LIGHTS, CAMERA, ACTION! Arbitration in the Entertainment Industry
Bartlett, Linda, Dispute Resolution Journal
This article discusses the players in the entertainment industry, the entertainment contracts, and the advantages of having an arbitration clause in these agreements.
Productions in the entertainment industry vary depending upon the art, the artists, the medium, the venue, the financing and the distribution and marketing of the initial and collateral products. Because no one article can address such a complex and varied industry, I provide only an overview of how the industry generally operates, a description of the types of contracts that provide the basis for its operation, and the role arbitration plays in the domestic and international adjudication of disputes that may arise.
All programming, whether live or pre-recorded, involves many different phases including project development, packaging, pre-production, production, post-production, marketing, distribution and exhibition. Some players participate in all of these phases and others have cameo roles, depending upon the needs of the production. Many contracts define the relationship of the players to one another and to the production itself. Often they contain an arbitration clause, making arbitrators with specific knowledge of the entertainment industry a vital part of the process of resolving disputes that invariably arise. The contracts provide the setting upon which all other actions take place.
Creative Talent. The performers are the most visible of the players in any production. Talent includes actors, singers and dancers' on stage, in film,2 and in the broadcast media; and musicians' who perform live or on audio or video recordings. Creative talent includes stage, film and television directors, conductors, choreographers, music producers, directors of photography and film editors. The talents and creative energies of all of these individuals are enmeshed in the final product. While the viewer or listener is often unaware of how much talent is involved in a production because their names do not appear until the credits4 at the end of a film or television show, or appear only in printed programs at the theater, concert hall, dance or opera house, the unnamed individuals and companies contributing to the product far exceeds those identified.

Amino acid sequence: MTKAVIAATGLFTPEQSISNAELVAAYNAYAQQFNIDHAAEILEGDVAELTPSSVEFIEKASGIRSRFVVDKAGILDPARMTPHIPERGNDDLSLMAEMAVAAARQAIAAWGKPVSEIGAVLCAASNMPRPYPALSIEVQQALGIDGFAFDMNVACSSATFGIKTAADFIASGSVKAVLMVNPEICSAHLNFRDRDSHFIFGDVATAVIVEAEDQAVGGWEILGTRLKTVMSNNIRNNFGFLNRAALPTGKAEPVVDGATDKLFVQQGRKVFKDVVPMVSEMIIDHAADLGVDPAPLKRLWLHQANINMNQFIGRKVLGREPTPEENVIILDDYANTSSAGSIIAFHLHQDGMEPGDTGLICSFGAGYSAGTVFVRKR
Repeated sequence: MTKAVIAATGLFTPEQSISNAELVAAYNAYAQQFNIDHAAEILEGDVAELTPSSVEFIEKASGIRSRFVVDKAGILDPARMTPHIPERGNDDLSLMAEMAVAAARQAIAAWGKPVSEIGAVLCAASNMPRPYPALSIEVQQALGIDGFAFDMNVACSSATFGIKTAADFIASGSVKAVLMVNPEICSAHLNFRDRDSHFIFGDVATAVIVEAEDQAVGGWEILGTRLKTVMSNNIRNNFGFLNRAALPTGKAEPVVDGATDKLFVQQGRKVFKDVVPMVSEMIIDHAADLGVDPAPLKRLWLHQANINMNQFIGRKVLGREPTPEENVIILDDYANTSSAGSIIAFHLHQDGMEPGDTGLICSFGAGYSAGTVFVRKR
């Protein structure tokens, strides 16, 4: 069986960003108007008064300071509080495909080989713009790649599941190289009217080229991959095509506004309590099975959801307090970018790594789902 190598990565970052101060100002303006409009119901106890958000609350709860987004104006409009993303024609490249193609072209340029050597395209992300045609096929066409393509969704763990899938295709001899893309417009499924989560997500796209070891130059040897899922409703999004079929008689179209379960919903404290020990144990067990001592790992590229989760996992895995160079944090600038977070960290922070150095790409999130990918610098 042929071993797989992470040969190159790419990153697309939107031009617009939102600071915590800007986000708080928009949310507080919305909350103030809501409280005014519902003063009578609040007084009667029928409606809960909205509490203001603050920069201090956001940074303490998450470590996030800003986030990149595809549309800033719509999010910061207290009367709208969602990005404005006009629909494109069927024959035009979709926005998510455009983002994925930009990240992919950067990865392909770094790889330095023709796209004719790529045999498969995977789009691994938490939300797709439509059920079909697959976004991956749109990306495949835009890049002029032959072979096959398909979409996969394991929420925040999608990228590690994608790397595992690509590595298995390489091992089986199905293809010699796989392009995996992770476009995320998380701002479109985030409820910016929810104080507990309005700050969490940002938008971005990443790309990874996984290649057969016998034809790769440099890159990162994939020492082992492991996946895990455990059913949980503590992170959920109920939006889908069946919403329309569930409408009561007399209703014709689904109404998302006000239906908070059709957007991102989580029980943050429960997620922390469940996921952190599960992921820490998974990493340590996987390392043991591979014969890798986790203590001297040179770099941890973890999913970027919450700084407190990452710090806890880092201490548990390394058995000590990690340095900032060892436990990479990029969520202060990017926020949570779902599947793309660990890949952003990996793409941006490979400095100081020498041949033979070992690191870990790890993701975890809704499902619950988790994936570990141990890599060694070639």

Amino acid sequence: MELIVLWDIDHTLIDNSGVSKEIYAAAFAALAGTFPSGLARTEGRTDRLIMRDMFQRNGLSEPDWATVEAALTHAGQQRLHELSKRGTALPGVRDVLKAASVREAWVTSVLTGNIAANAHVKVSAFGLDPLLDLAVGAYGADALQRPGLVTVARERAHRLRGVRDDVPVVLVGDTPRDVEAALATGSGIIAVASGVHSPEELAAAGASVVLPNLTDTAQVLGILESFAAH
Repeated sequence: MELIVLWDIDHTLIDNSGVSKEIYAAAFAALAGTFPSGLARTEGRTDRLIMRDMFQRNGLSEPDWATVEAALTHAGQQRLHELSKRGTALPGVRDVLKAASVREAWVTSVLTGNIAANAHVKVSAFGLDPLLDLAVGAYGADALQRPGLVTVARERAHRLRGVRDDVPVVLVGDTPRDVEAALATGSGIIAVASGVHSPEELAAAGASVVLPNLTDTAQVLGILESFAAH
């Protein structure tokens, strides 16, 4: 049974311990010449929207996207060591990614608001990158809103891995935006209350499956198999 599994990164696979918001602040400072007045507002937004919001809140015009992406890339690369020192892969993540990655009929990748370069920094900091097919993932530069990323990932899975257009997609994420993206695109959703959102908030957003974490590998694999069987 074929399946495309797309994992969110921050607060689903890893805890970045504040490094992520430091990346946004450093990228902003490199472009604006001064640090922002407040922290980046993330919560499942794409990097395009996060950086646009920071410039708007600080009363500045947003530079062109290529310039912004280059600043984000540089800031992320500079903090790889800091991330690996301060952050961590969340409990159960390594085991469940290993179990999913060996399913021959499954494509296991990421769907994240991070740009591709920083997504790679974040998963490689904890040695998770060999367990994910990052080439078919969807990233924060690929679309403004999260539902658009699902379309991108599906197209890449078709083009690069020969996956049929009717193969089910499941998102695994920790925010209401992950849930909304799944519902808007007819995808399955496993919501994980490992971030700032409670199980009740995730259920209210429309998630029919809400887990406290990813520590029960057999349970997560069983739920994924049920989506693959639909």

Production Companies. Production companies5 take as many forms as creative minds can invent. They are often responsible for the overall production of theatrical performances (on film or live), recordings, musical events, television programs, and other forms of entertainment. The motives for creating them are often financial but, in many instances, their creators become involved solely because of their passion for the art form.
In general, many documentary filmmakers, symphonies, opera, ballet companies, and some theater companies are not-for-profit and depend upon the largess of private donors and government grants. These artistic ventures tend to be costly, so a cost-effective approach to the project is essential.
Production companies are ultimately responsible for all decisions involving their projects, some of which lead to success and others to failure. For purposes of this article, the term "production company" will be used interchangeably with the term "producer," which generally refers to the executive producer,6 the artistic director, or the general manager.7
The Distributor. The distributor is responsible for the exploitation of a product in a geographical area defined by the distribution contract. Depending on the resources available, a distributor may be responsible for worldwide, regional, national, and/or local placement of the product.
Using the film industry as a model, with necessary refinements for the distribution of products in other sectors, the distributor oversees the entire post-delivery process. This includes arranging for licensing agreements, printing of films, production of DVDs, book tie-ins and screenings. …